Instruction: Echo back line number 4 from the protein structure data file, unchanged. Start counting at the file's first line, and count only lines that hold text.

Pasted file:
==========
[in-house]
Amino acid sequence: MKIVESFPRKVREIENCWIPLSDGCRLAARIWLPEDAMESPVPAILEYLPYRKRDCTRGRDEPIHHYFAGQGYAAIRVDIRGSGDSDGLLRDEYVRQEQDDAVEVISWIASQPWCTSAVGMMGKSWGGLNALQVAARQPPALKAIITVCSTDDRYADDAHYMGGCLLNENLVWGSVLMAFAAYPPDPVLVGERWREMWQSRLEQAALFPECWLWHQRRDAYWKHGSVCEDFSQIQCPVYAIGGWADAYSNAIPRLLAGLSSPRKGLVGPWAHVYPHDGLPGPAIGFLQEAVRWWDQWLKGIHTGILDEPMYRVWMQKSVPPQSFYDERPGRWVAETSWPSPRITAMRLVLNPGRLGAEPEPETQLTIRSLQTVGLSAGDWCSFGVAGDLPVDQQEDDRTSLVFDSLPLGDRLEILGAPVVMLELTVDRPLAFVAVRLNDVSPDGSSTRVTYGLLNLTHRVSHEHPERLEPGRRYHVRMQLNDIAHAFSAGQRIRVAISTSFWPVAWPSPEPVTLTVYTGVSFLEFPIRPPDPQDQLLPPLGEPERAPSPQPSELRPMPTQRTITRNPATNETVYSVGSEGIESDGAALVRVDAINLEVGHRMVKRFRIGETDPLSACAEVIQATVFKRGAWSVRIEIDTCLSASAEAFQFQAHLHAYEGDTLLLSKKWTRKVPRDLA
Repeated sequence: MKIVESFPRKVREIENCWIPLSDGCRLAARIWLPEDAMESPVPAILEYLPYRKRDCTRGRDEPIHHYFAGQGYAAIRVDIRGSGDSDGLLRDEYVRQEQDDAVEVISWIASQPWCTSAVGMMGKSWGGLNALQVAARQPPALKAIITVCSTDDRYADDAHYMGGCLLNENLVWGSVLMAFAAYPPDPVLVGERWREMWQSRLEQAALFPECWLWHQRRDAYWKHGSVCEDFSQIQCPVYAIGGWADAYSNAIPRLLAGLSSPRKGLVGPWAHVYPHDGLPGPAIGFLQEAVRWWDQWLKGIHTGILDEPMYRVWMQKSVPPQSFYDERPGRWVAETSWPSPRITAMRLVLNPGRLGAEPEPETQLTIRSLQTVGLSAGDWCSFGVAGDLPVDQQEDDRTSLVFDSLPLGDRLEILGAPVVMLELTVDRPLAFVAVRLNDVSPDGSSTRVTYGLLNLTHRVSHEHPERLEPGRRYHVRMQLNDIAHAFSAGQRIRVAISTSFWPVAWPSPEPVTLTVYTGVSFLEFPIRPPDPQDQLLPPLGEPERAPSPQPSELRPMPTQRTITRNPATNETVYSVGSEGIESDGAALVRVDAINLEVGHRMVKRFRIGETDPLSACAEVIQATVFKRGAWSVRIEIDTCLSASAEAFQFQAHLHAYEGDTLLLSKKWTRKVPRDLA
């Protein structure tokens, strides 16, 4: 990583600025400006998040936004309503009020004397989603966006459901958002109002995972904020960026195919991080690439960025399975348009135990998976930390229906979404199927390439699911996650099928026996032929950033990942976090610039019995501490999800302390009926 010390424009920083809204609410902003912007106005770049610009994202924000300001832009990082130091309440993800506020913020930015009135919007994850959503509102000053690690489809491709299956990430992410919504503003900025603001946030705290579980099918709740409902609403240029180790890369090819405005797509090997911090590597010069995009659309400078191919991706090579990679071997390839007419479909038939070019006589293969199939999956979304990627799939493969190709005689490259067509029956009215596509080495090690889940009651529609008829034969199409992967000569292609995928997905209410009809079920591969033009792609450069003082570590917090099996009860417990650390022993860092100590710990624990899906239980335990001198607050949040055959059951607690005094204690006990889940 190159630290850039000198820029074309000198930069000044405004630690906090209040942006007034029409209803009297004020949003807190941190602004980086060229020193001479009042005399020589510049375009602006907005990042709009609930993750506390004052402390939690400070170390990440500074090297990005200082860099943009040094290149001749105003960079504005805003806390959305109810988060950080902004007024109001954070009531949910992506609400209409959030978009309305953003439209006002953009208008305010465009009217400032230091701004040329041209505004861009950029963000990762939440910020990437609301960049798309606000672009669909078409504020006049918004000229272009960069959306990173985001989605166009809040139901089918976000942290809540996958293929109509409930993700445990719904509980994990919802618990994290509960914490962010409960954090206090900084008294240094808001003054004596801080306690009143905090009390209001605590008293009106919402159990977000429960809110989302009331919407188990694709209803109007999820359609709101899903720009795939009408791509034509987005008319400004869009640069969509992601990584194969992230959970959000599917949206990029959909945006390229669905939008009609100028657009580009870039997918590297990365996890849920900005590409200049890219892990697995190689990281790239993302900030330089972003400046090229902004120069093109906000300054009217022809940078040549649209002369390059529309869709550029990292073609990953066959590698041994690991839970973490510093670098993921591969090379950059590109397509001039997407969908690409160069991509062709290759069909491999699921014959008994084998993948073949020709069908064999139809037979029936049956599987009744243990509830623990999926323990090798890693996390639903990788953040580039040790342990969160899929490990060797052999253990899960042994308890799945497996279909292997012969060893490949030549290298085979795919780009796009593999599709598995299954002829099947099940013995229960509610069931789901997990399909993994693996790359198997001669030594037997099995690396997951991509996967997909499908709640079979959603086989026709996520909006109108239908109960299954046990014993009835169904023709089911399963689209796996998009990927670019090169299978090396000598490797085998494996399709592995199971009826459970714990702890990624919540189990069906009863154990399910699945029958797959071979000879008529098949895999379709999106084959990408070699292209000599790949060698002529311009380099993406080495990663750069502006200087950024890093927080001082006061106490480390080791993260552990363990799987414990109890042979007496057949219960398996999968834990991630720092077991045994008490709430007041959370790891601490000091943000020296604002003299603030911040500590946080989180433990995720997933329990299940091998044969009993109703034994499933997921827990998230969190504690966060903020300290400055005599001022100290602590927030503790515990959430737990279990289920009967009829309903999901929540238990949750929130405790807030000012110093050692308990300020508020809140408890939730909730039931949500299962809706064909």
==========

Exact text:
């Protein structure tokens, strides 16, 4: 990583600025400006998040936004309503009020004397989603966006459901958002109002995972904020960026195919991080690439960025399975348009135990998976930390229906979404199927390439699911996650099928026996032929950033990942976090610039019995501490999800302390009926 010390424009920083809204609410902003912007106005770049610009994202924000300001832009990082130091309440993800506020913020930015009135919007994850959503509102000053690690489809491709299956990430992410919504503003900025603001946030705290579980099918709740409902609403240029180790890369090819405005797509090997911090590597010069995009659309400078191919991706090579990679071997390839007419479909038939070019006589293969199939999956979304990627799939493969190709005689490259067509029956009215596509080495090690889940009651529609008829034969199409992967000569292609995928997905209410009809079920591969033009792609450069003082570590917090099996009860417990650390022993860092100590710990624990899906239980335990001198607050949040055959059951607690005094204690006990889940 190159630290850039000198820029074309000198930069000044405004630690906090209040942006007034029409209803009297004020949003807190941190602004980086060229020193001479009042005399020589510049375009602006907005990042709009609930993750506390004052402390939690400070170390990440500074090297990005200082860099943009040094290149001749105003960079504005805003806390959305109810988060950080902004007024109001954070009531949910992506609400209409959030978009309305953003439209006002953009208008305010465009009217400032230091701004040329041209505004861009950029963000990762939440910020990437609301960049798309606000672009669909078409504020006049918004000229272009960069959306990173985001989605166009809040139901089918976000942290809540996958293929109509409930993700445990719904509980994990919802618990994290509960914490962010409960954090206090900084008294240094808001003054004596801080306690009143905090009390209001605590008293009106919402159990977000429960809110989302009331919407188990694709209803109007999820359609709101899903720009795939009408791509034509987005008319400004869009640069969509992601990584194969992230959970959000599917949206990029959909945006390229669905939008009609100028657009580009870039997918590297990365996890849920900005590409200049890219892990697995190689990281790239993302900030330089972003400046090229902004120069093109906000300054009217022809940078040549649209002369390059529309869709550029990292073609990953066959590698041994690991839970973490510093670098993921591969090379950059590109397509001039997407969908690409160069991509062709290759069909491999699921014959008994084998993948073949020709069908064999139809037979029936049956599987009744243990509830623990999926323990090798890693996390639903990788953040580039040790342990969160899929490990060797052999253990899960042994308890799945497996279909292997012969060893490949030549290298085979795919780009796009593999599709598995299954002829099947099940013995229960509610069931789901997990399909993994693996790359198997001669030594037997099995690396997951991509996967997909499908709640079979959603086989026709996520909006109108239908109960299954046990014993009835169904023709089911399963689209796996998009990927670019090169299978090396000598490797085998494996399709592995199971009826459970714990702890990624919540189990069906009863154990399910699945029958797959071979000879008529098949895999379709999106084959990408070699292209000599790949060698002529311009380099993406080495990663750069502006200087950024890093927080001082006061106490480390080791993260552990363990799987414990109890042979007496057949219960398996999968834990991630720092077991045994008490709430007041959370790891601490000091943000020296604002003299603030911040500590946080989180433990995720997933329990299940091998044969009993109703034994499933997921827990998230969190504690966060903020300290400055005599001022100290602590927030503790515990959430737990279990289920009967009829309903999901929540238990949750929130405790807030000012110093050692308990300020508020809140408890939730909730039931949500299962809706064909």